FIGURE 2 Percent undergraduate enrollment by race/ethnicity and Carnegie classification, Fall 2005.

FIGURE 2 Percent undergraduate enrollment by race/ethnicity and Carnegie classification, Fall 2005.

SOURCE: National Science Foundation, Division of Science Resources Statistics, special tabulations of U.S. Department of Education. National Center for Education Statistics, Integrated Postsecondary Education Data System, Fall Enrollment Survey, 2005.

Some ERIs are in a unique position to provide access and opportunity to underserved populations, including minorities and the economically disadvantaged. For example, Benjamin Flores described the University of Texas at El Paso’s mandate to serve the region: to provide the resources and the education necessary for the region to thrive economically. He reiterated the importance of research in stating that it enables the institution to create, interpret, validate, and apply disseminated knowledge. He added, “But we also want to attract and retain a diverse and innovative faculty that will be dedicated to both teaching and research.” This is a compelling statement about the impact of ERIs in producing the next generation of science, technology, engineering, and math (STEM) knowledge workers.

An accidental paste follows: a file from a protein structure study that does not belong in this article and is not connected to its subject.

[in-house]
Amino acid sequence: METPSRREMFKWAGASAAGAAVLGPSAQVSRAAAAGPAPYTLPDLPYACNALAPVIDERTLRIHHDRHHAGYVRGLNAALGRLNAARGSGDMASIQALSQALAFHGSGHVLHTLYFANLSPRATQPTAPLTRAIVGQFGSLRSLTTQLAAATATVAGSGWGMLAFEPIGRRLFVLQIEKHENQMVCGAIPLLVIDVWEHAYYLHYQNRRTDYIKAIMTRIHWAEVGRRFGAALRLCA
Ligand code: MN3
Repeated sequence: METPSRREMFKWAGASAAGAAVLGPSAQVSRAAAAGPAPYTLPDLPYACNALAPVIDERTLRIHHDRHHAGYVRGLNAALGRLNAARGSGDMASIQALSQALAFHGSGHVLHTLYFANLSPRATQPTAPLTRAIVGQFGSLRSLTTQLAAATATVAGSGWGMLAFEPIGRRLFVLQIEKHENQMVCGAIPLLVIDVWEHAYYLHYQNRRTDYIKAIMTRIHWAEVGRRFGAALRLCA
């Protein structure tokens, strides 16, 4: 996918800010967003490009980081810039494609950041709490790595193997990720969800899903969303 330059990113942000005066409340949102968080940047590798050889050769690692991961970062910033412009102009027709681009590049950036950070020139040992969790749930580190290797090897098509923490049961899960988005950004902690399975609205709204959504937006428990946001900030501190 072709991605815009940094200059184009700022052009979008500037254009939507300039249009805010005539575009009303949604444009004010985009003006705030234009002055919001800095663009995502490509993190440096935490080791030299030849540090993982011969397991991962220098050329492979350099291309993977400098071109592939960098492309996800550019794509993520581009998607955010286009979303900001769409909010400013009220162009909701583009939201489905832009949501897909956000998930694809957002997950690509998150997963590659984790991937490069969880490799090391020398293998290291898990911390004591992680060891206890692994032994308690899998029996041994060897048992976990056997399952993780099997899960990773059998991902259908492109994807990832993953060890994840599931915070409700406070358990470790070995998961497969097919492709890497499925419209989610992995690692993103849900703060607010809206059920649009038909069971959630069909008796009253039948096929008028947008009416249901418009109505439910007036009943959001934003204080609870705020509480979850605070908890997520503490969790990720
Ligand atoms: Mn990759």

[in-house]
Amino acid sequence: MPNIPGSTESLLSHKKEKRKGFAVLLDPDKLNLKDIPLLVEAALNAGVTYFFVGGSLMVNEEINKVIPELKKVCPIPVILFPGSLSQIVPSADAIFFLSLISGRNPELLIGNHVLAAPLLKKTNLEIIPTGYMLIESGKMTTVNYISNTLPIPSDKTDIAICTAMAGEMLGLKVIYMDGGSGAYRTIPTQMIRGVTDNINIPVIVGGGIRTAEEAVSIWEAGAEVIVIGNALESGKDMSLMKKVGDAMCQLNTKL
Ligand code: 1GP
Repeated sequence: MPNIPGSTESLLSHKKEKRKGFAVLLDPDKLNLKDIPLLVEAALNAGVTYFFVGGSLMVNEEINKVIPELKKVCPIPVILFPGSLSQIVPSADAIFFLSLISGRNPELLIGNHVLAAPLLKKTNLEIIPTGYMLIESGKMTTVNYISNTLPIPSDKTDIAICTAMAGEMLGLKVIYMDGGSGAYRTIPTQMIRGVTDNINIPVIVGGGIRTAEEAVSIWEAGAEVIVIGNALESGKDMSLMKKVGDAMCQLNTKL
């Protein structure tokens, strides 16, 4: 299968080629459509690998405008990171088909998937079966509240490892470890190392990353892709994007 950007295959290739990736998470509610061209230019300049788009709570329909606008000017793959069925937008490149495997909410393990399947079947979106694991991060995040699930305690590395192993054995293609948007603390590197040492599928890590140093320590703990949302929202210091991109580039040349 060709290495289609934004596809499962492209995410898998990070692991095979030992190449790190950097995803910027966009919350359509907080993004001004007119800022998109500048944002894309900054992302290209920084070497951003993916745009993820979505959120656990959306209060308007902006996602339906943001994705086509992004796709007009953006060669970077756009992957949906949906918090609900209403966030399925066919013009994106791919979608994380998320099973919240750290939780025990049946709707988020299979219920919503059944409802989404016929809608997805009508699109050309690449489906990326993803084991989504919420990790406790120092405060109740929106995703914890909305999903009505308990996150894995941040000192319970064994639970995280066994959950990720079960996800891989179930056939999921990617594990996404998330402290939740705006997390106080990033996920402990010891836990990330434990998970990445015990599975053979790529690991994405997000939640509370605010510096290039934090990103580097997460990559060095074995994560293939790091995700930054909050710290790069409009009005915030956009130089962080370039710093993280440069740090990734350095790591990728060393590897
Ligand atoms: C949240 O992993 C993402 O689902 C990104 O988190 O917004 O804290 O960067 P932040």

Workshop participants attested to their research capabilities that are largely untapped and provided testimonials about their graduates who have proven to be highly competitive for graduate school and the job market. In addition, they stressed the fact that, when given the opportunity to compete individually for research funding or to collaborate with other institutions, ERI faculty researchers have proven their strength and capability as high-performing scholars.



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